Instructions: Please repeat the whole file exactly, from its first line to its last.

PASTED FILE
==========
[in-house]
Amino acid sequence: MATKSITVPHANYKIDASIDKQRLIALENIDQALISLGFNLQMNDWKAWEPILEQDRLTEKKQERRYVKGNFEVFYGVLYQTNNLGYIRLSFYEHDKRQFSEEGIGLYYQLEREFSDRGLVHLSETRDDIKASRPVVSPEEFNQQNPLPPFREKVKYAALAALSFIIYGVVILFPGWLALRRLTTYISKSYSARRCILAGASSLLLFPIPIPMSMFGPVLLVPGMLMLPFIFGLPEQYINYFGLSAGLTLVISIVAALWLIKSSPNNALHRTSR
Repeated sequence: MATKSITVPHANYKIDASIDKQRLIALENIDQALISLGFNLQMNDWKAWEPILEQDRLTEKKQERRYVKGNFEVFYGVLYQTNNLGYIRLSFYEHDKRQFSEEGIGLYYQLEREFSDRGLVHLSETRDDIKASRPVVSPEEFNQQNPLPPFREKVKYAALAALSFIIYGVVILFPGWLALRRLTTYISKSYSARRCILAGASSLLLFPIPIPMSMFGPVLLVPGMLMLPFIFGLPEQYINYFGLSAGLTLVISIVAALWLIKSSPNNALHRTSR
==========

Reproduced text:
[in-house]
Amino acid sequence: MATKSITVPHANYKIDASIDKQRLIALENIDQALISLGFNLQMNDWKAWEPILEQDRLTEKKQERRYVKGNFEVFYGVLYQTNNLGYIRLSFYEHDKRQFSEEGIGLYYQLEREFSDRGLVHLSETRDDIKASRPVVSPEEFNQQNPLPPFREKVKYAALAALSFIIYGVVILFPGWLALRRLTTYISKSYSARRCILAGASSLLLFPIPIPMSMFGPVLLVPGMLMLPFIFGLPEQYINYFGLSAGLTLVISIVAALWLIKSSPNNALHRTSR
Repeated sequence: MATKSITVPHANYKIDASIDKQRLIALENIDQALISLGFNLQMNDWKAWEPILEQDRLTEKKQERRYVKGNFEVFYGVLYQTNNLGYIRLSFYEHDKRQFSEEGIGLYYQLEREFSDRGLVHLSETRDDIKASRPVVSPEEFNQQNPLPPFREKVKYAALAALSFIIYGVVILFPGWLALRRLTTYISKSYSARRCILAGASSLLLFPIPIPMSMFGPVLLVPGMLMLPFIFGLPEQYINYFGLSAGLTLVISIVAALWLIKSSPNNALHRTSR